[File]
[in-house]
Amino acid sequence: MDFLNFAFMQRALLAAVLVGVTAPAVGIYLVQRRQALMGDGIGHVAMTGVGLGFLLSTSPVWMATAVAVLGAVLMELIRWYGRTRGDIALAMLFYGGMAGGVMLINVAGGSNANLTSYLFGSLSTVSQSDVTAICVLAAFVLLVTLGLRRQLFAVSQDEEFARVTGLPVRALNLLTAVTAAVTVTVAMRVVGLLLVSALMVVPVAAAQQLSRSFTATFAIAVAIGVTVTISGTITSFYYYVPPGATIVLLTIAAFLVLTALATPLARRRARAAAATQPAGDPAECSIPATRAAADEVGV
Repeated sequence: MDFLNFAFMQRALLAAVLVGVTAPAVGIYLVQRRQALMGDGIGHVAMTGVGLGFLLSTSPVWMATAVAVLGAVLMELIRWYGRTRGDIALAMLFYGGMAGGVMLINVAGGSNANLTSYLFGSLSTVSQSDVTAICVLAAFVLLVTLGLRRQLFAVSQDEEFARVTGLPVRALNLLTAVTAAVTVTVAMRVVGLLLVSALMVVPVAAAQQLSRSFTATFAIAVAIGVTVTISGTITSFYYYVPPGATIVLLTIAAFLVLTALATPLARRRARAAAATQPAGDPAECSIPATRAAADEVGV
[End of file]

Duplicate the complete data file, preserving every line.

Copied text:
[in-house]
Amino acid sequence: MDFLNFAFMQRALLAAVLVGVTAPAVGIYLVQRRQALMGDGIGHVAMTGVGLGFLLSTSPVWMATAVAVLGAVLMELIRWYGRTRGDIALAMLFYGGMAGGVMLINVAGGSNANLTSYLFGSLSTVSQSDVTAICVLAAFVLLVTLGLRRQLFAVSQDEEFARVTGLPVRALNLLTAVTAAVTVTVAMRVVGLLLVSALMVVPVAAAQQLSRSFTATFAIAVAIGVTVTISGTITSFYYYVPPGATIVLLTIAAFLVLTALATPLARRRARAAAATQPAGDPAECSIPATRAAADEVGV
Repeated sequence: MDFLNFAFMQRALLAAVLVGVTAPAVGIYLVQRRQALMGDGIGHVAMTGVGLGFLLSTSPVWMATAVAVLGAVLMELIRWYGRTRGDIALAMLFYGGMAGGVMLINVAGGSNANLTSYLFGSLSTVSQSDVTAICVLAAFVLLVTLGLRRQLFAVSQDEEFARVTGLPVRALNLLTAVTAAVTVTVAMRVVGLLLVSALMVVPVAAAQQLSRSFTATFAIAVAIGVTVTISGTITSFYYYVPPGATIVLLTIAAFLVLTALATPLARRRARAAAATQPAGDPAECSIPATRAAADEVGV